The Mollies Club

milkboys History 5 Comments

Welcome to the molly house: How a gay bar survived and thrived in a deadly environment of 18th-century Britain.

In 1709, the London journalist Ned Ward published an account of a group he called “the Mollies Club.” Visible through the homophobic bile (he describes the members as a “Gang of Sodomitical Wretches”) is the clear image of a social club that sounds, most of all, like a really good time. Every evening of the week, Ward wrote, at a pub he would not mention by name, a group of men came together to gossip and tell stories, probably laughing like drains as they did so, and occasionally succumbing to “the Delights of the Bottle.”

In 18th and early-19th-century Britain, a “molly” was a commonly used term for men who today might identify as gay, bisexual or queer. Sometimes, this was a slur; sometimes, a more generally used noun, likely coming from mollis, the Latin for soft or effeminate. A whole molly underworld found its home in London, with molly houses, the clubs and bars where these men congregated, scattered across the city like stars in the night sky. Their locale gives some clue to the kind of raucousness and debauchery that went on within them—one was in the shadow of Newgate prison; another in the private rooms of a tavern called the Red Lion. They might be in a brandy shop, or among the theaters of Drury Lane. But wherever they were, in these places, dozens of men would congregate to meet one another for sex or for love, and even stage performances incorporating drag, “marriage” ceremonies, and other kinds of pageantry.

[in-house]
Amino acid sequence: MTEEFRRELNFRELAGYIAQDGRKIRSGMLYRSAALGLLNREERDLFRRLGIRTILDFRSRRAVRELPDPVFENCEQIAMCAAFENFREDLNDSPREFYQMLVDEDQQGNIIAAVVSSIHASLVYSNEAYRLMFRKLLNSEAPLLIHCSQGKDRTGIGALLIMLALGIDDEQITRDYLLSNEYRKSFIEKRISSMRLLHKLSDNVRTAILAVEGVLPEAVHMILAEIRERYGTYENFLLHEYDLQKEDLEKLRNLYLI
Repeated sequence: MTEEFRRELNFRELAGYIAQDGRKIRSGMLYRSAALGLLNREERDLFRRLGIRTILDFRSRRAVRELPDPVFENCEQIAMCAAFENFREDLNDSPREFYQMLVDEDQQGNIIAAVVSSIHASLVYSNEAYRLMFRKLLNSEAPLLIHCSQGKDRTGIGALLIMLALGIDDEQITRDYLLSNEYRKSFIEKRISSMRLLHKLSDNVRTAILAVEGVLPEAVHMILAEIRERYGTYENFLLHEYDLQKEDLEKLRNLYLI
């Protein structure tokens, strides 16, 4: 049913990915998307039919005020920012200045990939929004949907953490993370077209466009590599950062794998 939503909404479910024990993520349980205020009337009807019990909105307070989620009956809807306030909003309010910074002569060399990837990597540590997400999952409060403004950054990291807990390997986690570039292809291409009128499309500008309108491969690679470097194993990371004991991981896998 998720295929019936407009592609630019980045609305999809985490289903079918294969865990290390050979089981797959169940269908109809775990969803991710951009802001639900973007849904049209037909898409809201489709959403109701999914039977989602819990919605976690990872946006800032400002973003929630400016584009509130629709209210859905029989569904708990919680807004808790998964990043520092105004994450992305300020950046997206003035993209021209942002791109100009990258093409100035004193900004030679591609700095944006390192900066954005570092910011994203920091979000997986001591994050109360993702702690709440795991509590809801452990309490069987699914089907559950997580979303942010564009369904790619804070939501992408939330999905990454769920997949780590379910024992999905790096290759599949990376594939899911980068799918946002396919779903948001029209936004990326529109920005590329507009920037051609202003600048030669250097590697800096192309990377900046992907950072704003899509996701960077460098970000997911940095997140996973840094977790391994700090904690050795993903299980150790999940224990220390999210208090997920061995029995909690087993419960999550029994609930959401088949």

It’s hard to unpick exactly where molly houses came from, or when they became a phenomenon in their own right. In documents from the prior century, there is an abundance of references to, and accounts of, gay men in London’s theaters or at court. Less overtly referenced were gay brothels, which seem harder to place than their heterosexual equivalents. (The historian Rictor Norton suggests that streets once called Cock’s Lane and Lad Lane may lend a few clues.) Before the 18th century, historians Jeffrey Merrick and Bryant Ragan argue, sodomy was like any other sin, and its proponents like any other sinners, “engaged in a particular vice, like gamblers, drunks, adulterers, and the like.”

Read on…

19 Years Later

milkboys Articles, History 12 Comments

It has been 19 years since Matthew Shepard, a gay University of Wyoming student, died as a result of being beaten and tortured by two classmates who targeted him because of his sexual identity. His injuries were so severe that the person who found his brutalised body tied to a fence initially thought he was a scarecrow—a lifeless, human form meant to scare.

Since Matthew’s horrific death and the subsequent murder trials of his attackers, the US has taken small, but important, steps to protect queer individuals through legislation—including the passage of the Matthew Shepard and James Byrd Jr. Hate Crimes Prevention Act in 2009, which made assaulting an individual because of sexual orientation or gender identity a federal crime. In 2013, President Obama also signed into law a reauthorizing of the Violence Against Women’s Act, which included added protections for LGBT victims of violence.

Yet 2017 has been the worst year on record for hate-related homicides of LGBTQ people in the US. In August, the National Coalition of Anti-Violence Programs (NCAVP) released a mid-year report that found that as of August 23, there had been 36 anti-LGBTQ homicides—the highest number NCAVP had recorded in its 20-year history of documenting this information. Three-quarters of these victims were people of colour; 19 were transgender or gender-nonconforming.

“This number represents a 29% increase in single incident reports from 2016,” the authors note. “So far in 2017, there has been nearly one homicide a week of an LGBTQ person in the US”

Cathy Renna is a longtime LGBTQ activist who spent more than a decade as GLAAD’s primary spokesperson, and actually travelled to Laramie in October 1998. She says how “extraordinary” it is to have a sense of “the change that has occurred because of the response to Matt’s murder and also how far we still have to go.”